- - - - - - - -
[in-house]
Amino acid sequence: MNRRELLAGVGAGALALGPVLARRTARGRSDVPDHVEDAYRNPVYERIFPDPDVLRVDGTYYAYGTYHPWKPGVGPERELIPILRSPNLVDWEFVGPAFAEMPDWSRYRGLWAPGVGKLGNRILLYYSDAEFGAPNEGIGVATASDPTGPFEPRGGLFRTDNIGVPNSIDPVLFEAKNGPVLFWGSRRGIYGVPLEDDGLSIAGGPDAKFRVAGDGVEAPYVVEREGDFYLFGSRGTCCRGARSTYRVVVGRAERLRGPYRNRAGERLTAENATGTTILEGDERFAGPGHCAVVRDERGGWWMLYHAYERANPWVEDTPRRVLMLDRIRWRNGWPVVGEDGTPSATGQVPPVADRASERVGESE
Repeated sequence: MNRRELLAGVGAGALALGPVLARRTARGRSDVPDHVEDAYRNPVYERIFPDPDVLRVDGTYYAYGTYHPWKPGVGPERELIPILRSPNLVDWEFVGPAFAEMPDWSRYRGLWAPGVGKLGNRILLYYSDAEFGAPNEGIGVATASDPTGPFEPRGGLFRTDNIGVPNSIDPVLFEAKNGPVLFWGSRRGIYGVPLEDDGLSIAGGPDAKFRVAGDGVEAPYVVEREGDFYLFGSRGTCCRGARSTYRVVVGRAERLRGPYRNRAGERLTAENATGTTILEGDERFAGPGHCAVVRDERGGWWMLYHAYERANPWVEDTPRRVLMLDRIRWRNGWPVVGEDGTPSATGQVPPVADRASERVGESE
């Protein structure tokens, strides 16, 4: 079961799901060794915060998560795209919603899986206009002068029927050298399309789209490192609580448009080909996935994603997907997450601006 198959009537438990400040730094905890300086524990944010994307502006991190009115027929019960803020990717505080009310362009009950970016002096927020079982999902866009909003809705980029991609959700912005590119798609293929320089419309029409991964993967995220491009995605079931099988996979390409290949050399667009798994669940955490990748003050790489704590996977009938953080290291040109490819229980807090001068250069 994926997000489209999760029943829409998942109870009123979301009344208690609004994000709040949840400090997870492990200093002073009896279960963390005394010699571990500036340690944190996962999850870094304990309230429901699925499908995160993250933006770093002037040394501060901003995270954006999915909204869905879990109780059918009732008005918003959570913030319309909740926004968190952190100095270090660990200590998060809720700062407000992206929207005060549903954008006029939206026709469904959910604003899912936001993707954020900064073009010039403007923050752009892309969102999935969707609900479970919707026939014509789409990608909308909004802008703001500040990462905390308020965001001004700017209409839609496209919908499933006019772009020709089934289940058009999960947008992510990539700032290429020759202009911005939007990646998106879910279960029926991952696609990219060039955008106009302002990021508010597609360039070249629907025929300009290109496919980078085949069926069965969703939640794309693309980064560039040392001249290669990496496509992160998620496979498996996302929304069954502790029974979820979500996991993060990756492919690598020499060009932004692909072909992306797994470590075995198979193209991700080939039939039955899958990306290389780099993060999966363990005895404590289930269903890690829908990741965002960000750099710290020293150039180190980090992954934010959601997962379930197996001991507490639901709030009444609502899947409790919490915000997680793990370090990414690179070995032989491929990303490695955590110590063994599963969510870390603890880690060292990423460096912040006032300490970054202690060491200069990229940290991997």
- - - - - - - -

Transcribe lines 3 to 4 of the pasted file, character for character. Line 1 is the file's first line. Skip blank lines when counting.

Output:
Repeated sequence: MNRRELLAGVGAGALALGPVLARRTARGRSDVPDHVEDAYRNPVYERIFPDPDVLRVDGTYYAYGTYHPWKPGVGPERELIPILRSPNLVDWEFVGPAFAEMPDWSRYRGLWAPGVGKLGNRILLYYSDAEFGAPNEGIGVATASDPTGPFEPRGGLFRTDNIGVPNSIDPVLFEAKNGPVLFWGSRRGIYGVPLEDDGLSIAGGPDAKFRVAGDGVEAPYVVEREGDFYLFGSRGTCCRGARSTYRVVVGRAERLRGPYRNRAGERLTAENATGTTILEGDERFAGPGHCAVVRDERGGWWMLYHAYERANPWVEDTPRRVLMLDRIRWRNGWPVVGEDGTPSATGQVPPVADRASERVGESE
């Protein structure tokens, strides 16, 4: 079961799901060794915060998560795209919603899986206009002068029927050298399309789209490192609580448009080909996935994603997907997450601006 198959009537438990400040730094905890300086524990944010994307502006991190009115027929019960803020990717505080009310362009009950970016002096927020079982999902866009909003809705980029991609959700912005590119798609293929320089419309029409991964993967995220491009995605079931099988996979390409290949050399667009798994669940955490990748003050790489704590996977009938953080290291040109490819229980807090001068250069 994926997000489209999760029943829409998942109870009123979301009344208690609004994000709040949840400090997870492990200093002073009896279960963390005394010699571990500036340690944190996962999850870094304990309230429901699925499908995160993250933006770093002037040394501060901003995270954006999915909204869905879990109780059918009732008005918003959570913030319309909740926004968190952190100095270090660990200590998060809720700062407000992206929207005060549903954008006029939206026709469904959910604003899912936001993707954020900064073009010039403007923050752009892309969102999935969707609900479970919707026939014509789409990608909308909004802008703001500040990462905390308020965001001004700017209409839609496209919908499933006019772009020709089934289940058009999960947008992510990539700032290429020759202009911005939007990646998106879910279960029926991952696609990219060039955008106009302002990021508010597609360039070249629907025929300009290109496919980078085949069926069965969703939640794309693309980064560039040392001249290669990496496509992160998620496979498996996302929304069954502790029974979820979500996991993060990756492919690598020499060009932004692909072909992306797994470590075995198979193209991700080939039939039955899958990306290389780099993060999966363990005895404590289930269903890690829908990741965002960000750099710290020293150039180190980090992954934010959601997962379930197996001991507490639901709030009444609502899947409790919490915000997680793990370090990414690179070995032989491929990303490695955590110590063994599963969510870390603890880690060292990423460096912040006032300490970054202690060491200069990229940290991997």